Quincy Car Accident Victim And Personal Injury Attorneys

Frozen shoulder, or adhesive capsulitis, is a shoulder condition that causes pain in the shoulder joint and immobilizes the shoulder by significantly reducing its range of motion.

Three bones makeup the shoulder. The upper arm bone (humerus), shoulder blade (scapula) and collar bone (clavicle) converge to form a ball-and-socket joint at the shoulder. The end of the upper arm bone (also known as the humeral head) fits into a shallow socket located in the shoulder blade. The shoulder blade in turn joins with the collar bone.

The ball-and-socket shoulder joint is surrounded by a strong connective tissue known as the shoulder capsule. The shoulder capsule and shoulder joint rely on Synovial fluid for mobility. The fluid acts as a lubricate aiding in the movement of the shoulder capsule and shoulder joint.

Often times the shoulder has to be completely immobilized when someone suffers a rotator cuff injury or shoulder fracture. For instance a sling is used to immobilize an injured shoulder. Immobilization allows the injury to set because constant motion aggravates the underlying injury. It can take two –four months for a shoulder fracture injury to heal.

The prolonged period of immobility causes a buildup of scar tissue in the shoulder joint which results in adhesive capsulitis. As the scar tissue sets-in, the shoulder capsule thickens and tightens. This thickening process reduces the amount of the lubricating synovial fluid in the joint. The reduction in lubrication immobilizes the shoulder joint further which increases the thickness of the shoulder capsule and the buildup of scar tissue

Frozen shoulder, or adhesive capsulitis, develops in three distinct stages:

  1. Freezing Stage: pains level gradually increase. Increased pain coincides with gradual lose of shoulder mobility. The freezing stage lasts anywhere from seven weeks to nine months.
  2. Frozen Stage: stiffness and restrictions in mobility remain while pain begins to subside. Activities that rely on shoulder movement or result in shoulder movement will be difficult and painful. The frozen stage lasts anywhere from four to six months.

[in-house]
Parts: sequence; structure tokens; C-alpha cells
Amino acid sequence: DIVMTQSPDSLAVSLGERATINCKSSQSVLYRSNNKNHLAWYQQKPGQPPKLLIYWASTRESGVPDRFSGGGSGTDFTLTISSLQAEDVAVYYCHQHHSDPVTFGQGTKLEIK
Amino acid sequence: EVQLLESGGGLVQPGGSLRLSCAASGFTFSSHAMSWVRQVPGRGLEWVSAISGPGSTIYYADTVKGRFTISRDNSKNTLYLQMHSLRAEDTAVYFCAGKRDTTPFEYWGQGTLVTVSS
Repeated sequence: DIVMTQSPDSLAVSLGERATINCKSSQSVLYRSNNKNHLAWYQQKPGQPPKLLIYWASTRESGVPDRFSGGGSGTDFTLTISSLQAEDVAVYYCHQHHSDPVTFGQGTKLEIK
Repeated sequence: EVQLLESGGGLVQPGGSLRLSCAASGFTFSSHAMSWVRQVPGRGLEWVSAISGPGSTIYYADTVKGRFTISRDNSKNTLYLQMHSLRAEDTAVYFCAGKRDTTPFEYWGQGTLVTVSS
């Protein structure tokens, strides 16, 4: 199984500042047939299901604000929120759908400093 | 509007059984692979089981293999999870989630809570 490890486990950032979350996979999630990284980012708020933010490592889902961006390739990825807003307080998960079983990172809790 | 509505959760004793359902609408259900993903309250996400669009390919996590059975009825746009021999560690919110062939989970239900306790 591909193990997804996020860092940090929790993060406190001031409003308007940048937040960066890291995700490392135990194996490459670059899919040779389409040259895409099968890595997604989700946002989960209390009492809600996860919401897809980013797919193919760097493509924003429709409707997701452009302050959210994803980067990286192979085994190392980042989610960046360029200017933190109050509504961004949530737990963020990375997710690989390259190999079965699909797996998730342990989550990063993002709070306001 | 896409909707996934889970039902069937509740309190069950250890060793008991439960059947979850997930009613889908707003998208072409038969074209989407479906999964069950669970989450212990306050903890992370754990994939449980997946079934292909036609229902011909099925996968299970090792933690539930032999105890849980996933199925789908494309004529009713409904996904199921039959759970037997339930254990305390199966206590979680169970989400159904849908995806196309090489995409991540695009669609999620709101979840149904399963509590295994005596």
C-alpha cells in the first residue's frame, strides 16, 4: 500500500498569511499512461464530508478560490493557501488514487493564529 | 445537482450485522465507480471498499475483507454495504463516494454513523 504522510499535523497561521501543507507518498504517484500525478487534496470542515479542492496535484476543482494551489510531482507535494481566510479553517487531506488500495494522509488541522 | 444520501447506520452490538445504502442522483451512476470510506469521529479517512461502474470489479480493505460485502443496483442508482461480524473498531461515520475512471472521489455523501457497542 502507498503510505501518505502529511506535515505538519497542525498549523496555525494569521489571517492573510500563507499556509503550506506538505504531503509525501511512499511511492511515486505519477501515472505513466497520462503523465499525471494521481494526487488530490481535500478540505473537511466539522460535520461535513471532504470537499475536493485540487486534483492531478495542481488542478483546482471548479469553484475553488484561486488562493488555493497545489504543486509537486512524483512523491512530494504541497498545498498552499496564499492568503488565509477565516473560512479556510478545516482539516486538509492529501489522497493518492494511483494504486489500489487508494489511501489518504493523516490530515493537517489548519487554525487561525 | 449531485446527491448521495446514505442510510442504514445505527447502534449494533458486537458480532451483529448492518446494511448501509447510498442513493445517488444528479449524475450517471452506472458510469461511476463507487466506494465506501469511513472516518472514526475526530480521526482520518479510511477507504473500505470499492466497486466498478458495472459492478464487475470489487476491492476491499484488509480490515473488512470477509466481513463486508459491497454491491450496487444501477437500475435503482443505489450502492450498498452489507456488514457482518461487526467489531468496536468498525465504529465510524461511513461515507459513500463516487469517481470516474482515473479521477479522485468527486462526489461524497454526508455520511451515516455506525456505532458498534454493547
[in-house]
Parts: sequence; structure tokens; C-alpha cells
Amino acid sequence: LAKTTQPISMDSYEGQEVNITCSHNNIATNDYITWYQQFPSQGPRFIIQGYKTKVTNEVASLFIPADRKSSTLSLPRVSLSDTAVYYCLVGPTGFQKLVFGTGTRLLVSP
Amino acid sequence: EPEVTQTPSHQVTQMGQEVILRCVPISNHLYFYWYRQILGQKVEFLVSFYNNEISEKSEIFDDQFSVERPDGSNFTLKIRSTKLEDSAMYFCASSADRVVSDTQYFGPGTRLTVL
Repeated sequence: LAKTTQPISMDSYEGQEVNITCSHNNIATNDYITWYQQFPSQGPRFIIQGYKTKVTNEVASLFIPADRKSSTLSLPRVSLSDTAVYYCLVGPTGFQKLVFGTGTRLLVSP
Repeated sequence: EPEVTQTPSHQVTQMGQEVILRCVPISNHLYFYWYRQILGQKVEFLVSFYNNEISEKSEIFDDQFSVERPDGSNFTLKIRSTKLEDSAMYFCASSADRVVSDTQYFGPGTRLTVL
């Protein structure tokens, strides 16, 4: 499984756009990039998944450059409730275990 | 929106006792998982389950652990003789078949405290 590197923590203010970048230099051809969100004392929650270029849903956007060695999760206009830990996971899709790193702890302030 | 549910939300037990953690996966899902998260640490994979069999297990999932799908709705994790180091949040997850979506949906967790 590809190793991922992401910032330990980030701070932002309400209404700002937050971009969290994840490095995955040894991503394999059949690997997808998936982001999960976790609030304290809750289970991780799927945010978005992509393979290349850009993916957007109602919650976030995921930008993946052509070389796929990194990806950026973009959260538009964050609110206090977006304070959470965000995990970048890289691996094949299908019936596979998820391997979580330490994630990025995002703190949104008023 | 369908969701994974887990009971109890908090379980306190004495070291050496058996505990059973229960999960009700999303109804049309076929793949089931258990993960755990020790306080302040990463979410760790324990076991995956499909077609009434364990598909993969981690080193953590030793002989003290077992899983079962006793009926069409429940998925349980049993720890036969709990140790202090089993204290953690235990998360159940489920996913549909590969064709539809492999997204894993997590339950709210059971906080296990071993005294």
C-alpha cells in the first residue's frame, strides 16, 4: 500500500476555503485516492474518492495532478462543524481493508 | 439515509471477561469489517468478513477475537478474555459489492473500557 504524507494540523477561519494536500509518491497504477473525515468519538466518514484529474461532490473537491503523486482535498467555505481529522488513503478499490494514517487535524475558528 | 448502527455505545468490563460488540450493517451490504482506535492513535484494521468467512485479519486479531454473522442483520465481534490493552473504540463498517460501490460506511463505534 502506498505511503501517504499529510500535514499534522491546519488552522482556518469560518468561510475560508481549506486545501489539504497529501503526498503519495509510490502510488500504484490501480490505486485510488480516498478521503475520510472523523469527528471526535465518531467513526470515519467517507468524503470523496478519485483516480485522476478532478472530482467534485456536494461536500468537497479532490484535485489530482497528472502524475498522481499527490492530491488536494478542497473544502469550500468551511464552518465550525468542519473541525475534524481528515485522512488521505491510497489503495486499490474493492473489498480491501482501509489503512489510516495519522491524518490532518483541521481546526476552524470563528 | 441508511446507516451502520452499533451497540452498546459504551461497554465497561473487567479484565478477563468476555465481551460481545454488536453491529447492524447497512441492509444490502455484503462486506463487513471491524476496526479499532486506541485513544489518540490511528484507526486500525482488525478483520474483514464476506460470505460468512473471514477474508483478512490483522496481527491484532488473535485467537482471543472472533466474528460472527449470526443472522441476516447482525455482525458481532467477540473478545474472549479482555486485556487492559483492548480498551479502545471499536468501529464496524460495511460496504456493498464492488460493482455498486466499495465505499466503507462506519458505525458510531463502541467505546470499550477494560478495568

3. Thawing Stage: gradual increase in shoulder mobility. Six months to two years pass before reaching full strength and mobility.

Treatment For Frozen Shoulder

9 out 10 patients improve with conservative nonsurgical treatment. Conservative treatment consists of Non-steroidal anti-inflammatory medicines or corticosteroid injections. Cortisone is a powerful anti-inflammatory that is injected directly into the shoulder. Physical therapy could also be prescribed in an attempt to restore shoulder strength and mobility.

Surgical options consist of manipulation while under anesthesia or arthroscopic surgery. Arthroscopic surgery is a procedure whereby the physician inserts a tiny camera into the shoulder. Images from the camera are shown on a T.V. in the operating room. The surgeon uses the images on the T.V. to perform repairs with tiny surgical instruments. Arthroscopic surgery is considered a minimally invasive surgical procedure. Manipulation while under anesthesia consists of the surgeon putting the patient under anesthesia and forcing the shoulder to move around in an attempt to break-up or tear-up the scar tissue and adhesive capsulitis. This reduces the tightness and increase mobility.

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